Local law enforcement continue to fight against mental health crisis among officers

Published: Nov. 8, 2019 at 6:23 PM CST
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Troubling times for Minnesota law enforcement following the suicides of two police officers this week.

St. Paul officer Cory Slifko and Rogers officer Blake Neumann both died on Wednesday. Neumann was a K9 officer since 2014, while Slifko was a 20-year veteran.

Their deaths have highlighted the continuing mental health crisis among law enforcement, and have added to the already 188 U.S. officer suicides just in 2019.

"You might get done wrapping up on a horrible unattended death and having to see someone who has lost their husband or their wife, or even a mom or a dad, and then you have to go on to the next call or traffic stop and you have to be OK," Jessica Schindeldecker with Fargo Police said.

Looking back at her first day on the job, Schindeldecker says it wasn't ideal. She says she responded to two back to back unattended death calls, and the calls were hard to shake.

"It's not something that you just go to and then forget about," she said.

Schindeldecker says eventually the stress of the job lead to occasional night terrors— Something most officers say they've experienced at least once.

Schindeldecker says thanks to a fellow officer, she later got help from one of the many mental health programs offered—And that's a move Clay County Sheriff Mark Empting says wasn't always something law enforcement wanted to do.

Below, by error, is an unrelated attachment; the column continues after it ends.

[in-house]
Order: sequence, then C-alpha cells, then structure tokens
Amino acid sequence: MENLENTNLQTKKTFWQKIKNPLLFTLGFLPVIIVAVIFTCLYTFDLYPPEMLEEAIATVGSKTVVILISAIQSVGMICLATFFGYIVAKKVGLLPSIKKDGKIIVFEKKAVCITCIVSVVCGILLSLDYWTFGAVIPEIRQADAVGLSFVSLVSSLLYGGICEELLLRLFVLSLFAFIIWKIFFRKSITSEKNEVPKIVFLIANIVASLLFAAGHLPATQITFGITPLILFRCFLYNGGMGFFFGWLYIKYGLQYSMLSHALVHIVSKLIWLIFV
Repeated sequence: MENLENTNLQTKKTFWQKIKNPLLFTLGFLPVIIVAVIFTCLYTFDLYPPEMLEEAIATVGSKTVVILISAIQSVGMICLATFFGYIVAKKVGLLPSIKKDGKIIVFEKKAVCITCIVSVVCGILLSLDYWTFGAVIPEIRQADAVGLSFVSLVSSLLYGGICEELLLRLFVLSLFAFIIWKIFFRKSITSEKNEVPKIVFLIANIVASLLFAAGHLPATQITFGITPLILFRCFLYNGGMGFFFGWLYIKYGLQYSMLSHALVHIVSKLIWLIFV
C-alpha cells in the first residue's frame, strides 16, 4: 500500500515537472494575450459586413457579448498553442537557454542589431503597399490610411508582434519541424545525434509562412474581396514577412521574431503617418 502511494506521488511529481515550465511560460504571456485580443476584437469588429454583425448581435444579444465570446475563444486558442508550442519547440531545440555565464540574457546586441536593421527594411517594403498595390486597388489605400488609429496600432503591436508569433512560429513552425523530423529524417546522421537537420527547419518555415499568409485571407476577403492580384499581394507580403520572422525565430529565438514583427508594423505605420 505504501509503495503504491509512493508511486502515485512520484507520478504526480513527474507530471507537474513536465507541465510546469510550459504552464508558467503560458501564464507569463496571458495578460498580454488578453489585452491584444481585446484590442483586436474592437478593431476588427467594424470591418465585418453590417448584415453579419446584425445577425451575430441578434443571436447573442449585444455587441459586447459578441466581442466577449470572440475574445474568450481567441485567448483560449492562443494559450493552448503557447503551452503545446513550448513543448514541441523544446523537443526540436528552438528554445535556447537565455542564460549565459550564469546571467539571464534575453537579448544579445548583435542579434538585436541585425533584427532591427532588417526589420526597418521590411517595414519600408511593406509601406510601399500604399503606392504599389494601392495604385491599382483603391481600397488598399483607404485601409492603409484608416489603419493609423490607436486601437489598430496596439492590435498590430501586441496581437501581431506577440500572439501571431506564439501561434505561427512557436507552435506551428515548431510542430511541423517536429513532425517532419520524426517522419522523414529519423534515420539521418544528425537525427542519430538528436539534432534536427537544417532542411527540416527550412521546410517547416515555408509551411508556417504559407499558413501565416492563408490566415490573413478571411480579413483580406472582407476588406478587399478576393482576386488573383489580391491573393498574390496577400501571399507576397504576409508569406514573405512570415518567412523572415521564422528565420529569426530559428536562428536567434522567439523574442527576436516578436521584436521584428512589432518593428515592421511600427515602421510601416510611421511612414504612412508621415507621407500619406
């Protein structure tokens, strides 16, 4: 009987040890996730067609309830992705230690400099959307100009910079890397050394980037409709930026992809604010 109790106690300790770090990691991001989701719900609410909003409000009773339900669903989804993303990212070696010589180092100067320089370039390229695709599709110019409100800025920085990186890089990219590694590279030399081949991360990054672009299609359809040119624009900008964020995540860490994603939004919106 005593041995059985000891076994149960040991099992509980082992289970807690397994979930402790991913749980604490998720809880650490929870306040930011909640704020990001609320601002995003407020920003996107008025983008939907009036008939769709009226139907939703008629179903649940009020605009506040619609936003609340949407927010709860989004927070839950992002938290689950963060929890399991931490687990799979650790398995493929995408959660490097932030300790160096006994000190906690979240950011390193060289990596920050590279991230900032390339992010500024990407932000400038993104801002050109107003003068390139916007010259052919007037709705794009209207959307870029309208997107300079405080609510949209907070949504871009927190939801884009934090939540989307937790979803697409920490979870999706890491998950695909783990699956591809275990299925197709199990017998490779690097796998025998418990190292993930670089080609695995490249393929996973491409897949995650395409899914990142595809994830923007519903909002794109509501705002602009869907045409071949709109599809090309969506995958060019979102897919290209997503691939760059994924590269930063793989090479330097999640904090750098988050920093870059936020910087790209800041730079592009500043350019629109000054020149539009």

"We want them to reach out to somebody and deal with it. They're not going to be labeled. You know, that was always the thing back in the day, is you'd be labeled and you would get your gun taken away," Empting said.

Both say there's always a peer crisis team available for debriefs and support after difficult incidents, as well as wellness programs with easy access to local mental health counselors.

"It's not like a light switch, it really isn't. You gotta find a way to balance it, and if you need a little help balancing it, it's encouraged that you reach out," Empting said.

He says between large call-loads and how law enforcement can be portrayed, there's a great deal of mental distress on officers everywhere.

"The atmosphere that we have to work in now isn't easy," Empting said.

Empting added tragedies like the killing of Fargo Police Officer Jason Moszer add to the anxiety, grief and overall mental overload officers must deal with.

Moszer died after being shot in the line of duty during a standoff in North Fargo on February 10, 2016. The response was to 308 9th Avenue North, where Marcus Schumacher was barricaded in a home and actively firing at officers.

"There are a lot of things that we see that we wish our mind could forget, but we can't unfortunately," Empting said.

Both Empting and Schindeldecker say this week's officer suicides hit close to home, but say they are lucky to have a community that backs them and departments who support the mental well-being of all their officers.

If you ever need help and are struggling with suicidal thoughts, please call the suicide hotline at 1-800-273-8255.

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